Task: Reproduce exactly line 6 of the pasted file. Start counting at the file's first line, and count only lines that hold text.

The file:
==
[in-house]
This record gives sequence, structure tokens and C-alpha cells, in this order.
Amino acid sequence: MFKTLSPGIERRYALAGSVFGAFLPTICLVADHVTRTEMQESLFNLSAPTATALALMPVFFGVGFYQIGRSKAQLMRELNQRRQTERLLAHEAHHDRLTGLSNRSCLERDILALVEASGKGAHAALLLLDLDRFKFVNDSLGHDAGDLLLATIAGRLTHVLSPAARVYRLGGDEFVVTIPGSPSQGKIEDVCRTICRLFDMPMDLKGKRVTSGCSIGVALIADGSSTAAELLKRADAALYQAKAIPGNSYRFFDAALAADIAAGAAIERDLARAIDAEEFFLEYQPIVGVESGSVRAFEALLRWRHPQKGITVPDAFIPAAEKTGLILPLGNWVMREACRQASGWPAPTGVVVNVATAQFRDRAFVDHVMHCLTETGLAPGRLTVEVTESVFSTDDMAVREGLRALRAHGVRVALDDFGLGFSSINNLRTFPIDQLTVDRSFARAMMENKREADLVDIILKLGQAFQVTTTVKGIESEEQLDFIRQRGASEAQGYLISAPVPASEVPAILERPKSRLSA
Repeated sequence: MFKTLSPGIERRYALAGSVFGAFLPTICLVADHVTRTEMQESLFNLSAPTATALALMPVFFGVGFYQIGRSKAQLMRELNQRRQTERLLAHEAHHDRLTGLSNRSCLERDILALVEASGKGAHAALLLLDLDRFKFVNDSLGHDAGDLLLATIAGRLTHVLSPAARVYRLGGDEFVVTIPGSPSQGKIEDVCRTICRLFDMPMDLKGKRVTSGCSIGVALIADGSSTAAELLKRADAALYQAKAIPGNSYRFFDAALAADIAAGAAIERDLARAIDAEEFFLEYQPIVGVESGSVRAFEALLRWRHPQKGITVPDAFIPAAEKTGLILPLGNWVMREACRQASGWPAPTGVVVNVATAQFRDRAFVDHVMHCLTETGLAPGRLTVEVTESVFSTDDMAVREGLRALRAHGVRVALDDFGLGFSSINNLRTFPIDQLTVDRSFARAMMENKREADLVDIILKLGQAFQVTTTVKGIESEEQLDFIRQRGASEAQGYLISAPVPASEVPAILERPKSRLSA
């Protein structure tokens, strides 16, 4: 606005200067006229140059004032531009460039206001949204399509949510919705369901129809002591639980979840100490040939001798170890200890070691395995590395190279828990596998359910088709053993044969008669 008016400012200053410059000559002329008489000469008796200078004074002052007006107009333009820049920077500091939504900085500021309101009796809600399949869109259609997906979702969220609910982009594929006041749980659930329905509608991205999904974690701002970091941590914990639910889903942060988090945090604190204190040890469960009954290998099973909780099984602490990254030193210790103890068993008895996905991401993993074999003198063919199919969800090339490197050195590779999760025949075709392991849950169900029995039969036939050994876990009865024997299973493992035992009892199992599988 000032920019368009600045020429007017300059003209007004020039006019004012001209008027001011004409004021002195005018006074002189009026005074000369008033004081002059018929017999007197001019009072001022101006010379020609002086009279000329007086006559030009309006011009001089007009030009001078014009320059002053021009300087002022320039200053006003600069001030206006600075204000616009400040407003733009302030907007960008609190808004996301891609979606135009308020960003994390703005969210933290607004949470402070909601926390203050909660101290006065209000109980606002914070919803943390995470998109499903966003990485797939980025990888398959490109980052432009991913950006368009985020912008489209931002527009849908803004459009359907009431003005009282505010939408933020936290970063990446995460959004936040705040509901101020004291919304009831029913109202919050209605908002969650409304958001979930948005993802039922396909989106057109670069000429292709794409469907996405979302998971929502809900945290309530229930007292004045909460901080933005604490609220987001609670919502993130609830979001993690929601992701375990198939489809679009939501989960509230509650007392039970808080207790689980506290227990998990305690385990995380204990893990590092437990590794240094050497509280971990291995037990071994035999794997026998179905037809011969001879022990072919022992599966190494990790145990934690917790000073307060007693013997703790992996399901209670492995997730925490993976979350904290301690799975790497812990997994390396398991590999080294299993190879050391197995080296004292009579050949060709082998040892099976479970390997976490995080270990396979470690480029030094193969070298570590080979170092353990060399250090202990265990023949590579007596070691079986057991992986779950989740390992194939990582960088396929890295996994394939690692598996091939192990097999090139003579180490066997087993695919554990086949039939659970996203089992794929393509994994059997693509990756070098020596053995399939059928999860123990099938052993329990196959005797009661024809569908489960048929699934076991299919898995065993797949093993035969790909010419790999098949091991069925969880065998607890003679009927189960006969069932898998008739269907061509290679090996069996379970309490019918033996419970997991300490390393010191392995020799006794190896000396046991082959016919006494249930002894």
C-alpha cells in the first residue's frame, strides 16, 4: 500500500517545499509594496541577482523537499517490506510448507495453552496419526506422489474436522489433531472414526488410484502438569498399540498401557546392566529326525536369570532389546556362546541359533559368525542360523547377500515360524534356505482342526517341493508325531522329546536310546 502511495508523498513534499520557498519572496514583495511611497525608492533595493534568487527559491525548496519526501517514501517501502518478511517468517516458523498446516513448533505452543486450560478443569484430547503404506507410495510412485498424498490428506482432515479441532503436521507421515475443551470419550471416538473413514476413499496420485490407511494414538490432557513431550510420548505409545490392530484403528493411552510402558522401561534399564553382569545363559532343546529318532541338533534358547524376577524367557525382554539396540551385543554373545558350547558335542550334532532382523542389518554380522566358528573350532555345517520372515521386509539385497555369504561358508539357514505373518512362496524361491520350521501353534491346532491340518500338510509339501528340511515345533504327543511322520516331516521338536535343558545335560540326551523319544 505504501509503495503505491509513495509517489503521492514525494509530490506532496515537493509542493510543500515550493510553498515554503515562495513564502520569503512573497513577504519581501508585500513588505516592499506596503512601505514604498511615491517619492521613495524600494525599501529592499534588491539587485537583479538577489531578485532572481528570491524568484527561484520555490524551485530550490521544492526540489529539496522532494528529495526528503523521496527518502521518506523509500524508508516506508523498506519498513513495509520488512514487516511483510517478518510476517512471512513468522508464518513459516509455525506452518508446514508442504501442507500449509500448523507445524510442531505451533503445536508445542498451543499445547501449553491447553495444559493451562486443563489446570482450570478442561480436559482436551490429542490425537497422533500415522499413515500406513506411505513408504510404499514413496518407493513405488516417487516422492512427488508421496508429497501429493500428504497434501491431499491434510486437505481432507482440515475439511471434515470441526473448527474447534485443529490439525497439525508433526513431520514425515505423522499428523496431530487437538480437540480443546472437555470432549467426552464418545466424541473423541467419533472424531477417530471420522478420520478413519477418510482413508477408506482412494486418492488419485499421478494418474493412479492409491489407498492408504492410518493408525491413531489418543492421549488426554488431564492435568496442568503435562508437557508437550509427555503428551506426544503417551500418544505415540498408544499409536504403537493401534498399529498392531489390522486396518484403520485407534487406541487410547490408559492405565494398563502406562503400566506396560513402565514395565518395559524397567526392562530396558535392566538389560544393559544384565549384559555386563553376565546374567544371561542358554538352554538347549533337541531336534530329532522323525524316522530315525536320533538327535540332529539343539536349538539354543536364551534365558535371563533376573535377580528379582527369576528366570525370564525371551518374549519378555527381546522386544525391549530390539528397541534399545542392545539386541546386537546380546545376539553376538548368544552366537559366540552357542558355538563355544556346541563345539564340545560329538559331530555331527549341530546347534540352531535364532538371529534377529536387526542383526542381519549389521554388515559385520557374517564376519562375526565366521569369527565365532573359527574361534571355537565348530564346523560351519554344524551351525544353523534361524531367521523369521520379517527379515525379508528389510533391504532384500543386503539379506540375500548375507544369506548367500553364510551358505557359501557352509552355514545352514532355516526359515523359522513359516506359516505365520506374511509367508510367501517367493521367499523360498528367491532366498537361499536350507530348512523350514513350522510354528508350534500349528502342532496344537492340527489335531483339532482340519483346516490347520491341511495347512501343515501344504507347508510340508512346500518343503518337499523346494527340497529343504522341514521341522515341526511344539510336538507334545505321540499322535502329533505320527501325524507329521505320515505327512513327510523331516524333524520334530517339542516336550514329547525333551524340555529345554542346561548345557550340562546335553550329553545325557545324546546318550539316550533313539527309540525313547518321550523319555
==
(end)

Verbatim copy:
C-alpha cells in the first residue's frame, strides 16, 4: 500500500517545499509594496541577482523537499517490506510448507495453552496419526506422489474436522489433531472414526488410484502438569498399540498401557546392566529326525536369570532389546556362546541359533559368525542360523547377500515360524534356505482342526517341493508325531522329546536310546 502511495508523498513534499520557498519572496514583495511611497525608492533595493534568487527559491525548496519526501517514501517501502518478511517468517516458523498446516513448533505452543486450560478443569484430547503404506507410495510412485498424498490428506482432515479441532503436521507421515475443551470419550471416538473413514476413499496420485490407511494414538490432557513431550510420548505409545490392530484403528493411552510402558522401561534399564553382569545363559532343546529318532541338533534358547524376577524367557525382554539396540551385543554373545558350547558335542550334532532382523542389518554380522566358528573350532555345517520372515521386509539385497555369504561358508539357514505373518512362496524361491520350521501353534491346532491340518500338510509339501528340511515345533504327543511322520516331516521338536535343558545335560540326551523319544 505504501509503495503505491509513495509517489503521492514525494509530490506532496515537493509542493510543500515550493510553498515554503515562495513564502520569503512573497513577504519581501508585500513588505516592499506596503512601505514604498511615491517619492521613495524600494525599501529592499534588491539587485537583479538577489531578485532572481528570491524568484527561484520555490524551485530550490521544492526540489529539496522532494528529495526528503523521496527518502521518506523509500524508508516506508523498506519498513513495509520488512514487516511483510517478518510476517512471512513468522508464518513459516509455525506452518508446514508442504501442507500449509500448523507445524510442531505451533503445536508445542498451543499445547501449553491447553495444559493451562486443563489446570482450570478442561480436559482436551490429542490425537497422533500415522499413515500406513506411505513408504510404499514413496518407493513405488516417487516422492512427488508421496508429497501429493500428504497434501491431499491434510486437505481432507482440515475439511471434515470441526473448527474447534485443529490439525497439525508433526513431520514425515505423522499428523496431530487437538480437540480443546472437555470432549467426552464418545466424541473423541467419533472424531477417530471420522478420520478413519477418510482413508477408506482412494486418492488419485499421478494418474493412479492409491489407498492408504492410518493408525491413531489418543492421549488426554488431564492435568496442568503435562508437557508437550509427555503428551506426544503417551500418544505415540498408544499409536504403537493401534498399529498392531489390522486396518484403520485407534487406541487410547490408559492405565494398563502406562503400566506396560513402565514395565518395559524397567526392562530396558535392566538389560544393559544384565549384559555386563553376565546374567544371561542358554538352554538347549533337541531336534530329532522323525524316522530315525536320533538327535540332529539343539536349538539354543536364551534365558535371563533376573535377580528379582527369576528366570525370564525371551518374549519378555527381546522386544525391549530390539528397541534399545542392545539386541546386537546380546545376539553376538548368544552366537559366540552357542558355538563355544556346541563345539564340545560329538559331530555331527549341530546347534540352531535364532538371529534377529536387526542383526542381519549389521554388515559385520557374517564376519562375526565366521569369527565365532573359527574361534571355537565348530564346523560351519554344524551351525544353523534361524531367521523369521520379517527379515525379508528389510533391504532384500543386503539379506540375500548375507544369506548367500553364510551358505557359501557352509552355514545352514532355516526359515523359522513359516506359516505365520506374511509367508510367501517367493521367499523360498528367491532366498537361499536350507530348512523350514513350522510354528508350534500349528502342532496344537492340527489335531483339532482340519483346516490347520491341511495347512501343515501344504507347508510340508512346500518343503518337499523346494527340497529343504522341514521341522515341526511344539510336538507334545505321540499322535502329533505320527501325524507329521505320515505327512513327510523331516524333524520334530517339542516336550514329547525333551524340555529345554542346561548345557550340562546335553550329553545325557545324546546318550539316550533313539527309540525313547518321550523319555